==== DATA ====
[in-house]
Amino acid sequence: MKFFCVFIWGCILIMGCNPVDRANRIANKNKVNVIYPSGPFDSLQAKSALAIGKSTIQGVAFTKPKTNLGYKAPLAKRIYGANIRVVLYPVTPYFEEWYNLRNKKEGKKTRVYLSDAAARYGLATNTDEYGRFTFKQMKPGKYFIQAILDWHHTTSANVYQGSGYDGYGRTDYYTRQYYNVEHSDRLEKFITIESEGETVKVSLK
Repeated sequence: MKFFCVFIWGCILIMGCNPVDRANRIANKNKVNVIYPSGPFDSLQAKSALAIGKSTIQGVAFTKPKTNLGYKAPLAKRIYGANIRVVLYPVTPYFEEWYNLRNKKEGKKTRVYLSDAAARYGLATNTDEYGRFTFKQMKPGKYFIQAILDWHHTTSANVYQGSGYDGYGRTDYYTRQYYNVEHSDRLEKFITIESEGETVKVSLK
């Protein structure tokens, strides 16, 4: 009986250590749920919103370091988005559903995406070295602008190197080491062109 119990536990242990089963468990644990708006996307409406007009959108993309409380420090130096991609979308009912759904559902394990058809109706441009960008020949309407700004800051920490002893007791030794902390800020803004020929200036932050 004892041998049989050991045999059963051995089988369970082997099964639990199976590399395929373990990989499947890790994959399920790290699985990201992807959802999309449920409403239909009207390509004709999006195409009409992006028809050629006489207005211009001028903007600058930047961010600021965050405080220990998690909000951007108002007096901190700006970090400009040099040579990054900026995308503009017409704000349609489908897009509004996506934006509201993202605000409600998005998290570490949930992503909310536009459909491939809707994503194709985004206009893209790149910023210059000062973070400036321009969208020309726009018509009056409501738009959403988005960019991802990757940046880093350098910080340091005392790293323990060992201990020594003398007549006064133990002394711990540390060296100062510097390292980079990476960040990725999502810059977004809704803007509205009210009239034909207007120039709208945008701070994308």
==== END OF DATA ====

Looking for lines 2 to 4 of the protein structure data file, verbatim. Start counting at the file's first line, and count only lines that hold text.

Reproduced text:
Amino acid sequence: MKFFCVFIWGCILIMGCNPVDRANRIANKNKVNVIYPSGPFDSLQAKSALAIGKSTIQGVAFTKPKTNLGYKAPLAKRIYGANIRVVLYPVTPYFEEWYNLRNKKEGKKTRVYLSDAAARYGLATNTDEYGRFTFKQMKPGKYFIQAILDWHHTTSANVYQGSGYDGYGRTDYYTRQYYNVEHSDRLEKFITIESEGETVKVSLK
Repeated sequence: MKFFCVFIWGCILIMGCNPVDRANRIANKNKVNVIYPSGPFDSLQAKSALAIGKSTIQGVAFTKPKTNLGYKAPLAKRIYGANIRVVLYPVTPYFEEWYNLRNKKEGKKTRVYLSDAAARYGLATNTDEYGRFTFKQMKPGKYFIQAILDWHHTTSANVYQGSGYDGYGRTDYYTRQYYNVEHSDRLEKFITIESEGETVKVSLK
């Protein structure tokens, strides 16, 4: 009986250590749920919103370091988005559903995406070295602008190197080491062109 119990536990242990089963468990644990708006996307409406007009959108993309409380420090130096991609979308009912759904559902394990058809109706441009960008020949309407700004800051920490002893007791030794902390800020803004020929200036932050 004892041998049989050991045999059963051995089988369970082997099964639990199976590399395929373990990989499947890790994959399920790290699985990201992807959802999309449920409403239909009207390509004709999006195409009409992006028809050629006489207005211009001028903007600058930047961010600021965050405080220990998690909000951007108002007096901190700006970090400009040099040579990054900026995308503009017409704000349609489908897009509004996506934006509201993202605000409600998005998290570490949930992503909310536009459909491939809707994503194709985004206009893209790149910023210059000062973070400036321009969208020309726009018509009056409501738009959403988005960019991802990757940046880093350098910080340091005392790293323990060992201990020594003398007549006064133990002394711990540390060296100062510097390292980079990476960040990725999502810059977004809704803007509205009210009239034909207007120039709208945008701070994308």